Most of the accounts of airstrikes, close air support and heroic rescues during the Vietnam war sought to give credit to the brave airmen who risked their lives by giving their names, aircraft type and even their hometown. While any newspaper account can scarcely do justice to the chronicled events, the one glaring omission was any mention of the real central figure in almost every story, the Forward Air Controller. “The FAC” was usually the only mention; no name, no aircraft type, no unit, no hometown. In all probability, it was the FAC who discovered the target or was first called for help. It was the FAC who requested the air support and specified the ordinance or type of weapons needed for each situation. It was the FAC who guided the fighters to the target, briefed them on the target location, enemy fire and positions, emergency escape and evasion areas and finally marked the target with smoke or flares. It was the FAC who coordinated the actions of fighter/bombers, attack helicopters, rescue helicopters and the ground troops, usually on at least two and sometimes three different radios.
The aerial ballet that followed the call for help was busy enough just in the radio coordination, but it played out in three dimensions with aircraft moving over 200 miles per hour in a confined area. Add to that the FAC having to record all the pertinent information on locations, fighter call signs and munitions and flying his own aircraft to boot! And it was the FAC who flew back over the target at the end of the strike to get the BDA (Bomb Damage Assessment) for the record. It was very much like whacking a hornet’s nest with a stick and then walking closer to count any dead hornets! The FAC aircraft it was usually a one-man show. We normally carried a second pilot or navigator only at night. On missions designated from before launch as ground support, we did carry another person, usually an Army “Trail Rider”, to help with the coordination efforts and confirm friendly and enemy positions before dropping any bombs.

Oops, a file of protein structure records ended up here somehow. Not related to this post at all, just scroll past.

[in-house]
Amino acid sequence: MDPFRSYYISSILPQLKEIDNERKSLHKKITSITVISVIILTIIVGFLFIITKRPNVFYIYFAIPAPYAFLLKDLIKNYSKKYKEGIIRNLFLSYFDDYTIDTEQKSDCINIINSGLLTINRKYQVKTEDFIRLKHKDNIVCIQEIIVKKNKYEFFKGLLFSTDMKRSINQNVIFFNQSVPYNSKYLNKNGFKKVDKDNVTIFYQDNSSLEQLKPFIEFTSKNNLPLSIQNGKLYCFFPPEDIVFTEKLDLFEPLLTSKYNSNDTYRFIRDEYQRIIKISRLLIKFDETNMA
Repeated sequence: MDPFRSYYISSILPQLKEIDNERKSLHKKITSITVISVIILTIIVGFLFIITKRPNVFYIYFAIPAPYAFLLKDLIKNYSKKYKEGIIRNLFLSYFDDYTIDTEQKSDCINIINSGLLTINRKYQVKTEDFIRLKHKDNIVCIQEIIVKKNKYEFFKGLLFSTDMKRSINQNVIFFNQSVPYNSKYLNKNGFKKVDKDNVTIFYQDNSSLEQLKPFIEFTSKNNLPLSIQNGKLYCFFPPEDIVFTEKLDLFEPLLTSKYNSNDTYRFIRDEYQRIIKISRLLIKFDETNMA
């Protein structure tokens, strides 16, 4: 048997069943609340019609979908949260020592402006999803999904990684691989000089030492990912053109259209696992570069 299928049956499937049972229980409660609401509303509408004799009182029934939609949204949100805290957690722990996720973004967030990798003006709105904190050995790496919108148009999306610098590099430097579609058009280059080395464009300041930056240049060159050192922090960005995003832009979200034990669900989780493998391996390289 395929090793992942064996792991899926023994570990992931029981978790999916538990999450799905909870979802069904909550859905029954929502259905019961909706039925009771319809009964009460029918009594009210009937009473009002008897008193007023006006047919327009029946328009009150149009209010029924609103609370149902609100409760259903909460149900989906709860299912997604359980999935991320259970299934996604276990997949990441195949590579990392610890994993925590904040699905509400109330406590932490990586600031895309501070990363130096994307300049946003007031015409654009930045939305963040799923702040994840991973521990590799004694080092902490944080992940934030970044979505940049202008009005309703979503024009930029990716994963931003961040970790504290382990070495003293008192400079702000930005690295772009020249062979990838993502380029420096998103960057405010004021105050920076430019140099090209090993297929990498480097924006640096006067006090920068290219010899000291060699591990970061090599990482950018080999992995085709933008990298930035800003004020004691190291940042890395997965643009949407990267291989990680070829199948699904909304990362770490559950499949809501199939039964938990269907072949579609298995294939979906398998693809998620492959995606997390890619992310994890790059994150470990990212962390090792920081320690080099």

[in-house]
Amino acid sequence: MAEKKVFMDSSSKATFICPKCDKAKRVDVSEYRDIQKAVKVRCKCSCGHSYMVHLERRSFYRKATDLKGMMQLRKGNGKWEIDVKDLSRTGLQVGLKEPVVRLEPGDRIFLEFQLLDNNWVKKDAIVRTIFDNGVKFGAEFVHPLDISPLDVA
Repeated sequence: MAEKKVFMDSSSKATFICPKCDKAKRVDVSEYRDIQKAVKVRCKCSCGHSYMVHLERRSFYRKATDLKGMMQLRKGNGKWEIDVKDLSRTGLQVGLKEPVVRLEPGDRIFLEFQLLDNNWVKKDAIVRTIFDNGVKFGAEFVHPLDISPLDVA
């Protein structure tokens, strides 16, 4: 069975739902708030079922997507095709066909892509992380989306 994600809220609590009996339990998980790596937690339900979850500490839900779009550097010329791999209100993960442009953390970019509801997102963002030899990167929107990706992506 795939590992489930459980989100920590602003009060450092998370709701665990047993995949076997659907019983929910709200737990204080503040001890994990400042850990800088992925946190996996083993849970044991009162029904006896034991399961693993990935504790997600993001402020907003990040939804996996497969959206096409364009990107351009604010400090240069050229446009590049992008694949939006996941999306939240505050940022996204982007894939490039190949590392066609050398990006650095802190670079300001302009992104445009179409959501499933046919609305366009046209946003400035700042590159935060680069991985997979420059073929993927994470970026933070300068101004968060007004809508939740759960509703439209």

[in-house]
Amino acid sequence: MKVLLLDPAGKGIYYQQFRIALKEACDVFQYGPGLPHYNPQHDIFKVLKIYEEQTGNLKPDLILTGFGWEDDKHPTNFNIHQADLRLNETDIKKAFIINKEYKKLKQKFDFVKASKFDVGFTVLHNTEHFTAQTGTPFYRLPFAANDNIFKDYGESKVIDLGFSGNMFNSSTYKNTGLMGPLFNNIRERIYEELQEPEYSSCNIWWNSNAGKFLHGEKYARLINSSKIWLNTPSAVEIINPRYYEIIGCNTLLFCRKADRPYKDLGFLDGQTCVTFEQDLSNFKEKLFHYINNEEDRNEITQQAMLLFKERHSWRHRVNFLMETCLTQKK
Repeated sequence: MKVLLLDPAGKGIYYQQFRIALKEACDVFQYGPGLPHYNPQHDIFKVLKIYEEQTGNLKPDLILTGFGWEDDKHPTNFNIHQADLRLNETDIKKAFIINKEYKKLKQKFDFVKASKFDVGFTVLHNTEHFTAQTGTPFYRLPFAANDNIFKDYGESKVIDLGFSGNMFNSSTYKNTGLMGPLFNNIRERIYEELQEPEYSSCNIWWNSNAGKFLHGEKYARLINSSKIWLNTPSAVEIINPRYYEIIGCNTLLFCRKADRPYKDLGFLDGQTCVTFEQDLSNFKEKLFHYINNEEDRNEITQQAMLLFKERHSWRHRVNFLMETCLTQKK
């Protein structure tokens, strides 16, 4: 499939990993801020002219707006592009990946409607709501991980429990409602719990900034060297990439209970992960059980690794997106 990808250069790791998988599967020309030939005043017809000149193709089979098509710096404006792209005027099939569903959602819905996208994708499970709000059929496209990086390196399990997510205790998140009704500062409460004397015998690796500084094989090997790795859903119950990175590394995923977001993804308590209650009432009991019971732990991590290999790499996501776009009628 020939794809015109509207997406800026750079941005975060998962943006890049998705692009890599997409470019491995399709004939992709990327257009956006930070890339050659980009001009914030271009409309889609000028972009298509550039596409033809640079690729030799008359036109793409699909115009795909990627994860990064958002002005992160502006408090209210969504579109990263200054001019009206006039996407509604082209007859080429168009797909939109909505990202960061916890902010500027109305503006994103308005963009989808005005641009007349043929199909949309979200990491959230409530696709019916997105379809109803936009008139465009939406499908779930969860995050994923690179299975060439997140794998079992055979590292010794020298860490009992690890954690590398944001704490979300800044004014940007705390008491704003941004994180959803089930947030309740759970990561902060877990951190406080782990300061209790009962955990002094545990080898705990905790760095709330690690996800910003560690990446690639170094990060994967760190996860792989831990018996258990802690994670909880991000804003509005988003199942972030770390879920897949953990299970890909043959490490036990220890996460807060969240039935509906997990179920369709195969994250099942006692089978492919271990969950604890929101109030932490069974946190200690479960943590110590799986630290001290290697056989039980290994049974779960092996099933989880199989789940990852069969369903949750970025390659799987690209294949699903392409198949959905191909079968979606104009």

Given the increasing number of accounts where “The FAC directed the airstrike” was our only acknowledgement; it wasn’t surprising some creative mind would come up with a way to relieve the frustration. I don’t recall which idle mind eventually thought of it and am at a total loss how we pulled it off in the first place, but someone decided our planes needed a big “THE FAC” painted on the top of the wing and fuselage. If “The FAC was how we were to be known, then “The FAC” we would be! What better canvas than our all-black “night-fighter” O2s? The large white letters stood out like beacons on the coal-black upper wing surfaces so the fighters orbiting above could see “THE FAC” from almost any altitude. If the idea caught on, we planned to paint black “THE FAC” stencils on our white and gray “day-fighters” too. The maintenance guys and crew chiefs were in on the plan and painted the black birds to our new unofficial specifications. We were ecstatic. It was a blow for freedom for all our neglected comrades and a stick in the eye to any over-inflated fighter jock ego. To most of the jet-jockeys’ credit, they saw the humor in it and went along with the fun. The zenith of our glory came with a story and photos in an issue of the “Stars And Stripes”, the official newspaper of the US military. There was “THE FAC” emblazoned across the wing on one of our “Oscar Deuces” and even a short caption as to the “why”. Our euphoria was short-lived. Within nano-seconds of the paper’s release, an edict came down from some pencil-necked REMF declaring the symbol of our rebellious and unprofessional attitudes would be removed from all aircraft and never again see the light of day – or night! The official reason was the white letters would stand out and make us easier targets at night; never mind the fact we would have to fly inverted and the O2 wasn’t built for that maneuver.
We slid back into the terminal boredom of non-recognition, but deep in our hearts, if not our minds, we held onto that moment of glory, however fleeting.